This book was selected by Cornell University for the 2011 Reading Project. Incoming Freshman read the book and can attend 6 lectures on it during Orientation. Other students, faculty and alumni are also invited to read the book. Addicted to audio books, I was delighted to find this on Audible. It did not disappoint.
The author brings to light the logic of these two illogical brothers. His prose is compelling and beautiful. The march of history through the living of their lives is informative. I especially enjoyed the philosophical observations that come out of the telling of this tale by the youngest brother, Homer.
The narration is a bit monotone but completely fits the character of Homer and only adds to the feeling of the book.
Here is why it was chosen by Cornell:
Homer and Langley provides a fictionalized redaction of the lives of the renowned Collyer brothers, whose story became a New York urban legend. In Doctorow’s words, “I was a teenager when the Collyer brothers were found dead in their Fifth Avenue brownstone. Instantly they were folklore. I didn’t know at the time I would someday write about them, but even then I felt there was some secret to the Collyers. There was something about them still to be discovered under the piles of things in their house—the bales of newspapers and the accumulated detritus of their lives.”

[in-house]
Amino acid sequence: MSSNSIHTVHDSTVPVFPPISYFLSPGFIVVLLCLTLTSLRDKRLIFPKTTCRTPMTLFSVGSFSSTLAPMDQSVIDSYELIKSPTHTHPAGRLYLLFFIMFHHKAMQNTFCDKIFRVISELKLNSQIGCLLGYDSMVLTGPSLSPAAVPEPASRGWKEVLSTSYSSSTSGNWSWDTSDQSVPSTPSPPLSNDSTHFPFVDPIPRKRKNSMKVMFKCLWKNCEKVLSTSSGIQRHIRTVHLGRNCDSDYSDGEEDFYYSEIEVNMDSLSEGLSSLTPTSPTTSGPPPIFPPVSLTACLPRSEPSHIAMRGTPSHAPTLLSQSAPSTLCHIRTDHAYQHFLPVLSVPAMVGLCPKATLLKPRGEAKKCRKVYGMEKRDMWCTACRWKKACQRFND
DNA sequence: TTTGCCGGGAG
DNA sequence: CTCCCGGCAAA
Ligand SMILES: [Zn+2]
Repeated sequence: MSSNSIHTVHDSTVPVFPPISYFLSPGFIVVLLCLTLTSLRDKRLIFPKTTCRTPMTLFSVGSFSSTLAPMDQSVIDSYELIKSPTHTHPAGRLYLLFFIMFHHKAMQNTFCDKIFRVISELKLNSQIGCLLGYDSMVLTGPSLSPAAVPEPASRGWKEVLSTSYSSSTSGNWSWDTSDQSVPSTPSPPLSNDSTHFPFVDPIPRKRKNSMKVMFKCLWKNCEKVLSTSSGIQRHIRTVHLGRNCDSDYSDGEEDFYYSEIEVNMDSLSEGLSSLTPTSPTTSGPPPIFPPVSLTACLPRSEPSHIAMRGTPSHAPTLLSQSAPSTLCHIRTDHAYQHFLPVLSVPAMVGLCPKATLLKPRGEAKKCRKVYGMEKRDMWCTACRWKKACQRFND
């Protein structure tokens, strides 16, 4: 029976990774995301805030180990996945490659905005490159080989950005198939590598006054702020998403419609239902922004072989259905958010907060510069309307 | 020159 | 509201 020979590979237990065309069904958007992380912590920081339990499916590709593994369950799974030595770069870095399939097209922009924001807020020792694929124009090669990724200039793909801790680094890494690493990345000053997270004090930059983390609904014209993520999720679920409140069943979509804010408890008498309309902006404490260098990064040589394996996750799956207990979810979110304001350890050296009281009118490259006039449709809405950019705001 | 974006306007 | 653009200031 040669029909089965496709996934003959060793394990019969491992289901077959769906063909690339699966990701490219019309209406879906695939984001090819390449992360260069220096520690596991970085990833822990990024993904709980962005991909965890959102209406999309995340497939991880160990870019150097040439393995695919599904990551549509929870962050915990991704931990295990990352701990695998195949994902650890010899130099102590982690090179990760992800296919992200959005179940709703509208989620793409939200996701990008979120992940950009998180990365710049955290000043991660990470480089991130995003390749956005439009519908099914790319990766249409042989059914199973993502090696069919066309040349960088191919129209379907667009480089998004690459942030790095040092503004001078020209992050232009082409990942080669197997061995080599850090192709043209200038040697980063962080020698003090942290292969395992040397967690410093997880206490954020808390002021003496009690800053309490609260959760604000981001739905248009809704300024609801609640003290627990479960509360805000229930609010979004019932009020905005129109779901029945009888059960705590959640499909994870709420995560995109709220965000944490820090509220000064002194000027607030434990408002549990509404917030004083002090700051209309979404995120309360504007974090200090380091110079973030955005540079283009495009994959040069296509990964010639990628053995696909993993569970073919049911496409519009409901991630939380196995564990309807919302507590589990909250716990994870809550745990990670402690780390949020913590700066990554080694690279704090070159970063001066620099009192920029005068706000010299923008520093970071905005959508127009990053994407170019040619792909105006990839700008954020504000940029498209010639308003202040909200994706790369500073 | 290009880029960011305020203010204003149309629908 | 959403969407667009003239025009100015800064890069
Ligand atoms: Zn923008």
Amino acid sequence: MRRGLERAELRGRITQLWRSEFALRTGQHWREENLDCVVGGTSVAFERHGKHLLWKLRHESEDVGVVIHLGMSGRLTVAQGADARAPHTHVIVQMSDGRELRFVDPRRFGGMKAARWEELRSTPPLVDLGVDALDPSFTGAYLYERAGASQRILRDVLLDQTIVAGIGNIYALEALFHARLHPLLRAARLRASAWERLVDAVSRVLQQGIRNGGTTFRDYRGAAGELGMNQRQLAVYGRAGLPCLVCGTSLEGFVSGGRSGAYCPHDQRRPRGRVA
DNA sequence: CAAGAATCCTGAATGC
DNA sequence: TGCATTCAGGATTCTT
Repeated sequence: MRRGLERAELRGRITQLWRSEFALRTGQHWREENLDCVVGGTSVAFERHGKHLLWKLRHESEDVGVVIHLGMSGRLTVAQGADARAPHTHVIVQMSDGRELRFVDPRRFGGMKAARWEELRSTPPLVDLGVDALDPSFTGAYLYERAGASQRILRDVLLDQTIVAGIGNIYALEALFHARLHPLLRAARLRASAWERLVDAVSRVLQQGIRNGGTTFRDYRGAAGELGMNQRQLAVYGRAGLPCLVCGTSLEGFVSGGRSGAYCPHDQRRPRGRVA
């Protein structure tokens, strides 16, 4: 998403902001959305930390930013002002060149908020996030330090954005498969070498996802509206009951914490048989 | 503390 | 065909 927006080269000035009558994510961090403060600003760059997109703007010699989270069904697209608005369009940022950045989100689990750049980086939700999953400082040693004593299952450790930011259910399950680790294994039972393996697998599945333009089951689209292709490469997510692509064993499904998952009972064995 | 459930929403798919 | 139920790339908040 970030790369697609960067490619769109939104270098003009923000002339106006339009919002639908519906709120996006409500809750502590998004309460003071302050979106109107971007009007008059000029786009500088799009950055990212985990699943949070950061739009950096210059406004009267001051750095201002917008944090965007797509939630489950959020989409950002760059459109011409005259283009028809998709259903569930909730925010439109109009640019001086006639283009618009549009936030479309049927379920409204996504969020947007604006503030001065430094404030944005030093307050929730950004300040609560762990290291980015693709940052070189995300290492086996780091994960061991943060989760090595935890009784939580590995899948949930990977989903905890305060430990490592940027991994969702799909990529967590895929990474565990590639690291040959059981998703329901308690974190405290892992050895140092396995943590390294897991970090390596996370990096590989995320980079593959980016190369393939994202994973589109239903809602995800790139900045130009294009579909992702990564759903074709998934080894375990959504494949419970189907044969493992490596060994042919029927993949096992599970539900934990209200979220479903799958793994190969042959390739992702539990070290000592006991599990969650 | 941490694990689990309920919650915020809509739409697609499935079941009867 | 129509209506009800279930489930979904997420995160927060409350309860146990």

In today’s world, the phenomenon of over-accumulation has even become fodder for television reality programs. How about taking a look at the subject from a literary angle? Sound intriguing to you? Homer and Langley generates a variety of topics for discussion and exploration including major events of 20th-century America, from Prohibition to flower children, the modern media phenomenon of “reality,” the significance of community, the psychology of hoarding and the claims of family, as well as sustainability, news, rebellion and autarky, or self-sufficiency.
If all of this is too cerebral for you - just read it for the entertainment value
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